I’m not sure how much we will ever understand the conditions in Iraq before the war. Americans have flip-flopped from the 9-11 mentality of retaliation at any cost to “Bring our boys home!” mentality. The media has berated our former president for getting us into this mess, etc. and we’ve bought in to it. “The war was a waste of lives, money, and resources.” Whatever the case may be, there are some things about the war that only the soldiers brought home to share. One chaplain, Lt. Carey H. Cash, has recorded his thoughts in a well written book entitled, A Table in the Presence. His thoughts about the conditions in Iraq should be read by all.

…Our perceptions began to line up with the way things really were. Here the oppression was all too evident. Children and young men ran alongside our convoy, begging for any food we might throw to them. And when we did, it was a frenzy of violence as boys pushed aside girls to grab up the package, rip it open, and in a matter of seconds, gobble down its contents. … They wanted food, and from the looks of their slight frames, that’s what they needed the most.

Earlier, our battalion had passed through an intense firefight at the Saddam Canal, which saw dozens of Iraqi solders killed and dozens more taken prisoner. I had assisted our medical corpsmen and doctor while they labored furiously to treat an Iraqi soldier who had received a serious gunshot wound to the lower leg. … I will never forget the look on his face. He couldn’t understand why we were helping him. I watched as his abject terror gradually melted into a confused stare, and finally into the peaceable assurance that we were indeed trying to save his life.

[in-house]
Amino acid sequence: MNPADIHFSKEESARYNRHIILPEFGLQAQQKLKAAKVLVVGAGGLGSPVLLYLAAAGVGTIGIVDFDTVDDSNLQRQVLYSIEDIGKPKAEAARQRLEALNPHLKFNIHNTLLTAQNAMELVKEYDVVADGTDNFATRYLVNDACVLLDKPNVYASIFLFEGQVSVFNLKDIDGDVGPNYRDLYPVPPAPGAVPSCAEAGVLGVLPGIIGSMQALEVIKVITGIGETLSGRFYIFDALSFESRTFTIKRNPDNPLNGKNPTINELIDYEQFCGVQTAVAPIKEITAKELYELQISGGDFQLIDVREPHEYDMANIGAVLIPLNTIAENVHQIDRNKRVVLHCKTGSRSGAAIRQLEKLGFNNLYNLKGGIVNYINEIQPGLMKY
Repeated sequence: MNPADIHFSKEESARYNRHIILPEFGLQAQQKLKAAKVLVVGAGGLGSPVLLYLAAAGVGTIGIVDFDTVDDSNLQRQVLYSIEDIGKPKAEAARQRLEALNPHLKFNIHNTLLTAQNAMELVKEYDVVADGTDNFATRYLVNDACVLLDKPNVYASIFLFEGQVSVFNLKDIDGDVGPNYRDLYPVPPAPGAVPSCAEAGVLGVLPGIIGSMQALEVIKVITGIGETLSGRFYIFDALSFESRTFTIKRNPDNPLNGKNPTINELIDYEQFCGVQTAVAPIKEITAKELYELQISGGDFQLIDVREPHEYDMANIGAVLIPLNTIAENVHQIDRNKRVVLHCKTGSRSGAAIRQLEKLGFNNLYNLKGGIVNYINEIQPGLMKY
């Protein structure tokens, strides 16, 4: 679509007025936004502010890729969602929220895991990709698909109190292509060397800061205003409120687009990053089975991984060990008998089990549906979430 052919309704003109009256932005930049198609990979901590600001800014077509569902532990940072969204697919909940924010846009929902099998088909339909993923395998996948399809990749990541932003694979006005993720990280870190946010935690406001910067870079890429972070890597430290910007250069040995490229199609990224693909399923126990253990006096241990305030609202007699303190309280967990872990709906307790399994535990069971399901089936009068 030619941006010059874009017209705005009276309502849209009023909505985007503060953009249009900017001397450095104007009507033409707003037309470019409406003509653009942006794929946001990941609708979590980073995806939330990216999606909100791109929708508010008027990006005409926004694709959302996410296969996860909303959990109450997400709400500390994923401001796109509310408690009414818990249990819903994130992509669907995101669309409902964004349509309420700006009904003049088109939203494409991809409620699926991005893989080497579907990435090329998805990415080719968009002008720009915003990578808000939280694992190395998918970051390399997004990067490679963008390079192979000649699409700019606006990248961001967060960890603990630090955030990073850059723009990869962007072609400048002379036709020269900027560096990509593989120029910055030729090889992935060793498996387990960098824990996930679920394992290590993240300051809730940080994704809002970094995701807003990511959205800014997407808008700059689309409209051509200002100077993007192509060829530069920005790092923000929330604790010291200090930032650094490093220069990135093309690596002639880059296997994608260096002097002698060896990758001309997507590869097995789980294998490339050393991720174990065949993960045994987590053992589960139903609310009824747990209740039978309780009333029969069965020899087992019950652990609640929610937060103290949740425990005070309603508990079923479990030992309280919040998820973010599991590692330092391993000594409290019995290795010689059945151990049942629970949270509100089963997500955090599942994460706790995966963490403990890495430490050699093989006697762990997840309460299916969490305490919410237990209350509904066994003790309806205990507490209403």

Like other young men fighting in the Iraqi Army, he had no doubt been told that we would brutalize him as well as his family. Of course, it didn’t take long for the Iraqis who surrendered to see that we were not those kind of people. Yet it didn’t surprise us that they believed such lies at first. Why not? Their own army had in fact committed unbelievable atrocities upon their enemies, especially the Kuwaitis and Iranians, not to mention upon their own civilian population.

Lt. Carey H. Cash, A Table in the Presence, (Nashville,: Thomas Nelson, 2004), 139-40.